ROME — Way back in August when Liverpool was sweating its way through the playoffs just to qualify for the Champions League group phase, going all the way to the final wasn’t even on the Reds radar.
Not after a season in which Liverpool didn’t even play in Europe.
Not when no one could have imagined that Mohamed Salah would develop into a scorer to rival Lionel Messi. Or that Liverpool would score a Champions League-record 46 goals — surpassing the mark set by Barcelona in 1999-2000.
Yet 10 months later, Liverpool is going to face two-time defending champion Real Madrid for the most coveted trophy in club football.
Liverpool advanced to its first Champions League final in more than a decade despite a 4-2 loss at Roma on Wednesday.
The Reds scored two early goals and that was all they needed to advance 7-6 on aggregate after a 5-2 win in the first leg of the semifinals.
"We came in as a qualifier and now we’re in the final," Liverpool coach Juergen Klopp said. "Now we will go to Kyiv, which sounds crazy but is the truth. We will go to Kyiv."
The final is scheduled for May 26 in Ukraine.
Sadio Mane took advantage of a misplaced Roma pass to put Liverpool ahead nine minutes in and Georginio Wijnaldum restored the advantage with a header after Milner’s own goal.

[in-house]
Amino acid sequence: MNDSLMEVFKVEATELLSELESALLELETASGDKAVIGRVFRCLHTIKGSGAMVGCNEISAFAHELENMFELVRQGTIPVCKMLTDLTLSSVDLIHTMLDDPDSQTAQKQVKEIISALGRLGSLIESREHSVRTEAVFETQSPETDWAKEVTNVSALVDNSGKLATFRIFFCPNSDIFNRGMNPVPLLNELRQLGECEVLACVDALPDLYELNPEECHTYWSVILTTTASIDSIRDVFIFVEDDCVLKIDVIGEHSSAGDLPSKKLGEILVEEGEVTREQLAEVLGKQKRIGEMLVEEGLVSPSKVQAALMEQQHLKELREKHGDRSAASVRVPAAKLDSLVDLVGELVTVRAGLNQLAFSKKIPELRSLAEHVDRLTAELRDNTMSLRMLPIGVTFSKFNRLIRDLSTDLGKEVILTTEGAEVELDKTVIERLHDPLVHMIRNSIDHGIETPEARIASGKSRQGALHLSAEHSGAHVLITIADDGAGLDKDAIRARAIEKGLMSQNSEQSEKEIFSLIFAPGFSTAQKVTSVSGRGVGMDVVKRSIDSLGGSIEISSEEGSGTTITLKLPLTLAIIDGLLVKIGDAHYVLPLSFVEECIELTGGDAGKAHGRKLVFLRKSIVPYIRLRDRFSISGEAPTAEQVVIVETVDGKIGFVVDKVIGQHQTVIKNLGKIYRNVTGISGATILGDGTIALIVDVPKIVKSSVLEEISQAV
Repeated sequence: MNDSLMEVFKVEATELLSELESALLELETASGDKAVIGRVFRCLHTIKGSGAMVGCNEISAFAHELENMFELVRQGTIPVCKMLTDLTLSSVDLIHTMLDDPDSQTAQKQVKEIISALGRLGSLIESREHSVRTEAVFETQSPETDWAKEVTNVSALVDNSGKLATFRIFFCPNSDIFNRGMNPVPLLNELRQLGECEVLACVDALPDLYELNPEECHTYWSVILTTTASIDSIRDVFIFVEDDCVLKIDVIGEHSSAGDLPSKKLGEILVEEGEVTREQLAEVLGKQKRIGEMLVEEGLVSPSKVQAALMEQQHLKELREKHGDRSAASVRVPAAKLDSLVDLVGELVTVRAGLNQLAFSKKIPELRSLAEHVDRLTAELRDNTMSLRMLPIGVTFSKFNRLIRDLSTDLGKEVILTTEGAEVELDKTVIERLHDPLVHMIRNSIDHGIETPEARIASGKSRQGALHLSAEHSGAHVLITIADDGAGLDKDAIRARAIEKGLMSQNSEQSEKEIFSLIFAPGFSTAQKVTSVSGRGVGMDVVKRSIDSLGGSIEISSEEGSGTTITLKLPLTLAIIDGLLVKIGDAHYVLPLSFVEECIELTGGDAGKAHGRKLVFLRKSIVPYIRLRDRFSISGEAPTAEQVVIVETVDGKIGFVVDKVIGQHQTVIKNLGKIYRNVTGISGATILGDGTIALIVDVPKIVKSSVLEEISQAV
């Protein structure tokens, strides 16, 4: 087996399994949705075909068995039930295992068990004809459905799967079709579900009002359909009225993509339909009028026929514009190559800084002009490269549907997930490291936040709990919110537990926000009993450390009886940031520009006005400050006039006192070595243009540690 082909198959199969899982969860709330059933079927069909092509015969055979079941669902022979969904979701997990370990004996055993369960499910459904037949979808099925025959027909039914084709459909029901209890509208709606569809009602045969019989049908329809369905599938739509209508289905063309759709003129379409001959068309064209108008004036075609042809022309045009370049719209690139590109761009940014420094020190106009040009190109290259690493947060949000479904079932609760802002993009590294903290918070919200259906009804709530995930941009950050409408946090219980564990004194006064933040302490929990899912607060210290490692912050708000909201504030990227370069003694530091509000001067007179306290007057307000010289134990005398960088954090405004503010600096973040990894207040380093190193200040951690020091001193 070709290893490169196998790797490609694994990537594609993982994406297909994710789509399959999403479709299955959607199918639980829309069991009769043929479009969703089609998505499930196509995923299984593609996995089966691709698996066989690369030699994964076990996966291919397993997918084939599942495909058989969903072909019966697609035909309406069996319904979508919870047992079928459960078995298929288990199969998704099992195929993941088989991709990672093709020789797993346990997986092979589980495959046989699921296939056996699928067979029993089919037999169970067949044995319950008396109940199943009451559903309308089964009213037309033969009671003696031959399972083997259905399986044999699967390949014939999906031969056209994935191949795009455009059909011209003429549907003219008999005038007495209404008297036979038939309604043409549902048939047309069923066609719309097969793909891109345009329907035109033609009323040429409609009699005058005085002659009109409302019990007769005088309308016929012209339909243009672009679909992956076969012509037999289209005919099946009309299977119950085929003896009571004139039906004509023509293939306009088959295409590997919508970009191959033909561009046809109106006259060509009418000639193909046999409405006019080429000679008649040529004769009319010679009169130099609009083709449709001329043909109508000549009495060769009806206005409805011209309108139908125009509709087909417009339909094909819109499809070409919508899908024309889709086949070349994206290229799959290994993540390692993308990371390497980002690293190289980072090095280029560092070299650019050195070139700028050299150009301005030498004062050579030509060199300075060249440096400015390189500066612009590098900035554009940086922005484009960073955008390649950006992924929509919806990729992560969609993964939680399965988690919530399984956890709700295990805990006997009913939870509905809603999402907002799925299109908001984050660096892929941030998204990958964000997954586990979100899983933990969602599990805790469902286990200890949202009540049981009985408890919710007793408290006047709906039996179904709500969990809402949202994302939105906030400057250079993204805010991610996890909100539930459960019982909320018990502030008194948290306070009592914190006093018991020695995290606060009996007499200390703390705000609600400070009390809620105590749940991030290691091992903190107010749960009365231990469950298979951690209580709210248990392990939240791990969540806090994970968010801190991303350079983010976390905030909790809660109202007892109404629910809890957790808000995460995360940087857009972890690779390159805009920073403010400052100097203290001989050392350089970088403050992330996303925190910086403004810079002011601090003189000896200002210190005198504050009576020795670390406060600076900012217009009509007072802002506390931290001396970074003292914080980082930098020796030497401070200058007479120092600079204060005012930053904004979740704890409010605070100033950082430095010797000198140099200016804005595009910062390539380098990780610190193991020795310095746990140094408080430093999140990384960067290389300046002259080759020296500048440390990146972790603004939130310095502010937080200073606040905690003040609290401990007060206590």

Edin Dzeko equalized for Roma early in the second half and Radja Nainggolan scored two late goals for the hosts as the Giallorossi narrowly missed out on another miracle after their stunning 3-0 second-leg victory over Barcelona in the quarterfinals.
"Tonight was all about getting the job done," said Liverpool midfielder James Milner, who scored an own goal.
Madrid beat Bayern Munich 4-3 on aggregate in the other semifinal.
"These fans deserve to be in the final, and they’ll have a great time in Kyiv regardless of the result," Liverpool defender Andy Robertson said. "We ended up losing tonight, but they threw everything at us."
Roma was left feeling aggrieved about two penalty decisions that weren’t given.
"The VAR would have given us what was taken from us tonight," Roma coach Eusebio Di Francesco said. "That was ridiculous. … But Liverpool certainly didn’t steal anything from us. They played 45 extraordinary minutes (in the first leg) and we played two second halves that were just as extraordinary."
Liverpool last reached the final in 2007, when it lost to AC Milan, having won the last of its five titles over Milan two years earlier.
The 13 goals scored between the two legs was a record for a Champions League semifinal.
"When two squads play in an open manner like that, it’s more like a boxing match," Di Francesco said. "There should be more matches like these."
Klopp was full of compliments for Roma.
"What a performance, what a comeback. What a brave football game," the German manager said. "It was the first time we were not as good as we can be. So we needed luck."